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The COVID-19 pandemic caused by the acute respiratory syndrome coronavirus 2 (SARS-CoV-2) has caused significant destruction worldwide. In the United States (US) as of April 18, 2020 there were 690,714 reported cases and 35,443 deaths [
]. While many states in the US implement stay-at-home orders differently, in most cases individuals are expected to stay indoors except for essential activities (e.g., obtaining food, medication, medical treatment) or for work in essential businesses (e.g., health care, essential infrastructure operations).
Although these measures can be effective to control the spread of disease, they have a profound impact on society leading to social, financial and psychological repercussions. Isolation may expose or worsen vulnerabilities due to a lack of established social support systems. The temporary shutdown of non-essential businesses has led to unemployed and economic strain [
]. Stay-at-home orders may cause a catastrophic milieu for individuals whose lives are plagued by domestic violence (DV).
DV usually occurs in a domestic space when one individual holds power over another. DV is a broad term and typically includes intimate partner violence (IPV) (e.g., usually occurs between current or former intimate partners and includes stalking, psychological, sexual and physical violence) elder abuse (e.g., involves negligent or intentional acts which cause harm) and child abuse (e.g., includes neglect, physical harm, sexual violence, and emotional harm) [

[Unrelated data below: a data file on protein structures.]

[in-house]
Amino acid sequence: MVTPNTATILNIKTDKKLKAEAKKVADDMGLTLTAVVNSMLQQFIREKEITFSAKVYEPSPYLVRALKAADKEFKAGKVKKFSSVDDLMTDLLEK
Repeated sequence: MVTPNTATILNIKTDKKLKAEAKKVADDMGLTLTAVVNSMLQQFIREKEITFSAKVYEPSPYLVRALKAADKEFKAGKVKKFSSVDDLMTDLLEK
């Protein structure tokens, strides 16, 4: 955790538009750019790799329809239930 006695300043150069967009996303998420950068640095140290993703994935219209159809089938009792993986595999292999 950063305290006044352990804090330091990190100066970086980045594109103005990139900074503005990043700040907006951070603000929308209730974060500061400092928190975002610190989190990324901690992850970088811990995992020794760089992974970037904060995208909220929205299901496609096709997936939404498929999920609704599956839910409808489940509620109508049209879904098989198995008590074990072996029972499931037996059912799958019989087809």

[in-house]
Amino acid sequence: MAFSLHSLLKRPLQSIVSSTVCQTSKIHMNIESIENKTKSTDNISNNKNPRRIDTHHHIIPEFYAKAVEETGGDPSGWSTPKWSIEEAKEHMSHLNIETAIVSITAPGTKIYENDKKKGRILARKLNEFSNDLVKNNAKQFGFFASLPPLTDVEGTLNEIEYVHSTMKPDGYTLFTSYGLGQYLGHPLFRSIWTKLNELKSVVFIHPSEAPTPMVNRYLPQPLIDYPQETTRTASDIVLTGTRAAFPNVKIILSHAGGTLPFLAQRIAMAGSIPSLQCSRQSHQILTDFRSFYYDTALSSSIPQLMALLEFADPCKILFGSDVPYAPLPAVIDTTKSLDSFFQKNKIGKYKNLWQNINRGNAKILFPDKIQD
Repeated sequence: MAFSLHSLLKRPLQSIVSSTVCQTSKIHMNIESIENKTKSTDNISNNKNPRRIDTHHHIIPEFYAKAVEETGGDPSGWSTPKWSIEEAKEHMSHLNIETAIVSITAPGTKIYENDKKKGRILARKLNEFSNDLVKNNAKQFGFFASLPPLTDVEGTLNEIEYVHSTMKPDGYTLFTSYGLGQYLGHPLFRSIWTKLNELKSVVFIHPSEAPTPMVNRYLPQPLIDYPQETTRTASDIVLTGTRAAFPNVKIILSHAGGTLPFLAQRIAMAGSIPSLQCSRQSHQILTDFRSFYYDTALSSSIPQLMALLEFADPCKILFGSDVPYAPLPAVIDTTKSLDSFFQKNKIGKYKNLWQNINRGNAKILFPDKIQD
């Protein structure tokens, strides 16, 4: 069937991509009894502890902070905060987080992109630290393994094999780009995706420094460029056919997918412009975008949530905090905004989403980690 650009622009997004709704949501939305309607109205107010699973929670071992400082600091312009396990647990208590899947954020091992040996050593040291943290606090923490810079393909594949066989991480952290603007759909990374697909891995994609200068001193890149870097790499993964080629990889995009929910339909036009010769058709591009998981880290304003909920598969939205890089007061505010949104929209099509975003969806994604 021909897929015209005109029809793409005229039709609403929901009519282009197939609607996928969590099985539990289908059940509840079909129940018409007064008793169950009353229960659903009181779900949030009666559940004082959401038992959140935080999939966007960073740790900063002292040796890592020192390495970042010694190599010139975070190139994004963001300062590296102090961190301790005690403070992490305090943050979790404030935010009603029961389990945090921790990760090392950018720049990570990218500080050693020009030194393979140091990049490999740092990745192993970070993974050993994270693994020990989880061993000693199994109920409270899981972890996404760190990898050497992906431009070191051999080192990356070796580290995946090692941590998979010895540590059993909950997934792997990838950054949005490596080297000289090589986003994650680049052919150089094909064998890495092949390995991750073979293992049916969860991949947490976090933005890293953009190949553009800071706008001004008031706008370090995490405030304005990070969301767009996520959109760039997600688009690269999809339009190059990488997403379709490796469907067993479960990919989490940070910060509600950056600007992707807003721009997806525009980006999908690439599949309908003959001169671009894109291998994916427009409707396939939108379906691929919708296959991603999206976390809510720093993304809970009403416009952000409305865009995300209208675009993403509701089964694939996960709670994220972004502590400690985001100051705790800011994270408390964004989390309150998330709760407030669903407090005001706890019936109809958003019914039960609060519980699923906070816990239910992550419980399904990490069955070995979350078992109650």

]. However, for the purpose of report we will primarily refer to DV as it pertains to IPV. Forms of DV such as IPV are unfortunately quite common. According to the CDC, approximately 1 in 4 women and 1 in 10 men report experiencing some form of IPV each year [
In the wake of the COVID-19 pandemic trends regarding DV are already starting to emerge on a global scale. Reports from local police near the epicenter of the COVID-19 outbreak in China's Hubei province, indicate that DV tripled during February 2020 compared to February 2019 [
]. Also, according to the United Nations entity UN Women, DV reports in France have increased 30% since they initiated a March 17 lockdown. DV calls in Argentina have increased 25% since their March 20 lockdown [
]. However, in the US, the effect of the COVID-19 pandemic on DV is just beginning to be realized via anecdotal reports since there is limited data available to assess how DV has changed following implementation of stay-at-home orders.
Data from US police departments provide some early insight into the effect COVID-19 has had on DV in some regions. For instance, in Portland, Oregon public schools closed March 16, 2020 and on March 23 came stay-at-home orders [
]. According to data published by the City of Philadelphia, the number of shooting victims has increased approximately 7% during the period of April 01, 2020 to April 15, 2020 compared to the same time last year [
This cursory analysis illustrates that stay-at-home orders may create a worst-case scenario for individuals suffering from DV and demonstrates a need for further research. With the apparent rise in DV reports, there is a need for more current and standardized modalities of reporting actionable DV data. First responders, physicians and other healthcare personal need to be made aware of the potential for increased DV during the COVID-19 pandemic so they can respond appropriately. Steps could also be taken on an administrative level to make IPV screening tools more readily available in clinical settings and media outlets should be utilized to raise awareness. Social media should also be leveraged while stay-at-home orders are in place to reach a wider audience and provide support. Overall, it is vital that health care providers do not lose sight of the increased potential for violence while fighting this global pandemic since they may be the first point of contact for survivors.
Declaration of competing interest
Authors declare no competing interests.
Centers for Disease Control and Prevention
Cases of coronavirus disease (COVID-19) in the U.S.